AKRON, Ohio - Months after she was the victim of a hit-and-run crash in Akron, Doshie Gulley continues to adjust to the permanent consequences of that crash.
Gulley, 72, was retired from her job with the Summit County Board of Developmental Disability but remained very active.
She worked assisting people with independent living skills, loved travelling and pampering her youngest grandchildren.
"Sometimes my kids would ask, 'where are you at? Where have you been?' Because they couldn't catch up with me," said Gulley.
Gulley was on her way home from a hair appointment when Deprise Moore, 36, ran a stop sign on East Archwood Avenue travelling well over the posted speed limit of 35mph.
The collision with Gulley's vehicle sent her spinning into a utility pole.
The Cadillac SUV Moore was driving toppled on its side.
Moore somehow was able to get out and ran from the scene.
"He just had no kind of feelings, no compassion at all for me and he lied about it and then ran, I mean his car flipped over and he jumped out of that and he started running," said Gulley.
She was left with very serious injuries including a severed spine.
Gulley says she cannot even remember when she was first told that she would never walk again. Though she survived, she says her life has changed forever.
"I have my bad days when it's like what I call it, I have those days when I feel sorry for myself you know, I just have them," she added.
Moore eventually turned himself in and on Tuesday, one day before his trial was supposed to begin, he pleaded guilty to charges that include vehicular assault, hit skip and driving under suspension.
Gulley, who expected to testify at the trial, says she is relieved.
"People say, 'what would you do if you saw him?' I say, 'just wake up, guy,' shake him up, say 'what the hell is going on here; look what you did to me, look at how you really destroyed my life.' He sentenced me to a wheelchair for the rest of my life."
Adding heartache to her own challenges, Gulley lost her oldest daughter, Doshella, who suffered a heart attack after learning what happened to her mother and died.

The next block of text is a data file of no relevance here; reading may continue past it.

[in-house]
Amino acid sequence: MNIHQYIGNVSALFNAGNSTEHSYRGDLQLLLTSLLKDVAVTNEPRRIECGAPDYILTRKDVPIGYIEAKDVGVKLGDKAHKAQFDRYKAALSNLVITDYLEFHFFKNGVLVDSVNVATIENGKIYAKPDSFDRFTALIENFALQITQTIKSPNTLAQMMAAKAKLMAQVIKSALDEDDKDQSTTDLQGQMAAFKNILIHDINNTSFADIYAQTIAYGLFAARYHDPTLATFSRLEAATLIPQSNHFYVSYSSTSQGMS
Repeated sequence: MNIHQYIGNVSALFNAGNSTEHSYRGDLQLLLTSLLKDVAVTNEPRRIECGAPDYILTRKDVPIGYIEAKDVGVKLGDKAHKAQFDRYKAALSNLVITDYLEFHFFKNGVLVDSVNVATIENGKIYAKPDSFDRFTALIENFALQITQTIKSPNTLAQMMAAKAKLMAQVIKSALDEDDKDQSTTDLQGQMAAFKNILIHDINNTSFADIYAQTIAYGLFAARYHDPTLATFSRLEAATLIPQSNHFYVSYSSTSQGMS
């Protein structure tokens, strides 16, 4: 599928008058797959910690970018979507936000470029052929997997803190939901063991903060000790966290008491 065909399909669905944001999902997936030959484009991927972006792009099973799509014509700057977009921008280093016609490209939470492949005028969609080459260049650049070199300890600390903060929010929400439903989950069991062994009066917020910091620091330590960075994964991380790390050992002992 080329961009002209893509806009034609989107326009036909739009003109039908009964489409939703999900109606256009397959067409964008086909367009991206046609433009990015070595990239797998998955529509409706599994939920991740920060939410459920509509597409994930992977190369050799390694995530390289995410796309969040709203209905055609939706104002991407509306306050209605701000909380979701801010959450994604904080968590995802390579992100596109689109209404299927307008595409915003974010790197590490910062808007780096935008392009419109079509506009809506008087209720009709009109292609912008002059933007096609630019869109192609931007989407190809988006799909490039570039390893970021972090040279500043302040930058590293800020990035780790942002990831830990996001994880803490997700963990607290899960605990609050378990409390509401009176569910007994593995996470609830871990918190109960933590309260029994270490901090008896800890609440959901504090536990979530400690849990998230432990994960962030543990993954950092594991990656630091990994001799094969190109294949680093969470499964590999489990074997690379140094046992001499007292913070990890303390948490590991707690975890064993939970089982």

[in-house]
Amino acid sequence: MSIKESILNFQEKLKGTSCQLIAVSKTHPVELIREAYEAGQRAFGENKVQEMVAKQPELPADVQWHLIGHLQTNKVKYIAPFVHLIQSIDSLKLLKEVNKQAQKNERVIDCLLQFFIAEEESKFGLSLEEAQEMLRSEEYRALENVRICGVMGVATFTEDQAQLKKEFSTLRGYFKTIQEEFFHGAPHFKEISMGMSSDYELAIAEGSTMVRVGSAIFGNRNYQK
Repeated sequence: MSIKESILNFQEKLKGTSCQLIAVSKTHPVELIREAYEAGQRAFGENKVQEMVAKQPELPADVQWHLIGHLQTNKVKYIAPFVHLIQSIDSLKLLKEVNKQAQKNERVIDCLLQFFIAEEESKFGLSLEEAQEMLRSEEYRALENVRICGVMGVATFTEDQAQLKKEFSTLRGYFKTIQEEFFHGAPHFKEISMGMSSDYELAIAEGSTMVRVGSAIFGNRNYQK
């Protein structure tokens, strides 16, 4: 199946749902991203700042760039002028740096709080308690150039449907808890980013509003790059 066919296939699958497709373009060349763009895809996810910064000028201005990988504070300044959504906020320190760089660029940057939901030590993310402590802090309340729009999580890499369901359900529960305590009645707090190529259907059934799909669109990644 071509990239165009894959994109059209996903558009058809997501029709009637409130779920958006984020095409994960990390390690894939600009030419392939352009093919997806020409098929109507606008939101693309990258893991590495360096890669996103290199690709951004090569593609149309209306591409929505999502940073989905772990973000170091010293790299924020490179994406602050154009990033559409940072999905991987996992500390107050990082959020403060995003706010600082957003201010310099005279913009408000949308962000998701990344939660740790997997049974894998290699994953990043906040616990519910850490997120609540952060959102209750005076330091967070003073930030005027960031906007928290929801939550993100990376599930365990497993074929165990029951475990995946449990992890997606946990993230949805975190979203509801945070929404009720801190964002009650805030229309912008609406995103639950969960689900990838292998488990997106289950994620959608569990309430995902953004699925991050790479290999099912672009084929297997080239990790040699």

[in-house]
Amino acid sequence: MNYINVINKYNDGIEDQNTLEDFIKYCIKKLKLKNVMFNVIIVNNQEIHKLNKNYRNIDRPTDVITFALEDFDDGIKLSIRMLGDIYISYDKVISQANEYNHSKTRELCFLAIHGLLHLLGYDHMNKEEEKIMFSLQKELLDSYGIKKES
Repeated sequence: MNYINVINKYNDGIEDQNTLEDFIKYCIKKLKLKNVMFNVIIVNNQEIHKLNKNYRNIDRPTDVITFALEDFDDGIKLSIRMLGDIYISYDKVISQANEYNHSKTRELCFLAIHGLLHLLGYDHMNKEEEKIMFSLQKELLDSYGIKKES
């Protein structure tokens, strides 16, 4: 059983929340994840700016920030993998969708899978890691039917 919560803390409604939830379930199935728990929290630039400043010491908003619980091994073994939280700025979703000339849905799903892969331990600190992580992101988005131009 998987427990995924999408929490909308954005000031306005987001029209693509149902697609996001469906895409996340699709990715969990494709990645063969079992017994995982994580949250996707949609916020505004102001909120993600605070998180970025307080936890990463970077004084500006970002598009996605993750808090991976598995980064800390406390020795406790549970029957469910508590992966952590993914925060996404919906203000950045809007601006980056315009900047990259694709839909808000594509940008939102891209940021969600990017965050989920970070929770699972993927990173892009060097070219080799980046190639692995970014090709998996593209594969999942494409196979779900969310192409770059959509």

"It was gut-wrenching; it was just gut-wrenching because I could not go to the funeral. They wouldn't permit me to go. I was still going to the doctor on a gurney."
Gulley says she continues to struggle with her emotions.
She has had to spend much of her own money doing what she can to make her home functional for herself in a wheelchair and has nursing assistance twice a day, seven days a week.
"We did a lot of modifications to the house, and I'm not talking about painting, I'm talking about flooring and the lift and different things in the kitchen for them to be accessible to me," she said.
What has helped sustain her through the difficult months since the crash has been the support of co-workers, friends and her family.
"It affected everybody, not just my family, but the community itself; his family, I'm sure they are going through it as well because it was just reckless," said her daughter, Jennifer Walker.
Walker has worn the only one of her mother's hoop earrings that was found after the crash as a symbol of her resolve for Moore to be held responsible for what he caused.
Walker says she was at work on Tuesday when she learned that Moore pleaded guilty to the charges.
"I screamed and everybody came running, thinking that something had happened but I was very, very, very happy that he went on and plead guilty because I was very concerned about my mother being up there testifying," said Walker.
Moore is scheduled to be sentenced in November, when he could get as much as six-and-a-half years in prison.
Walker says from the experience she has learned not to take anything for granted because life can change in an instant.
"Keep your faith in God because I'm going to tell you, that's the only thing that sustained me through this is knowing he's going to perfect those things that concern me," said Walker.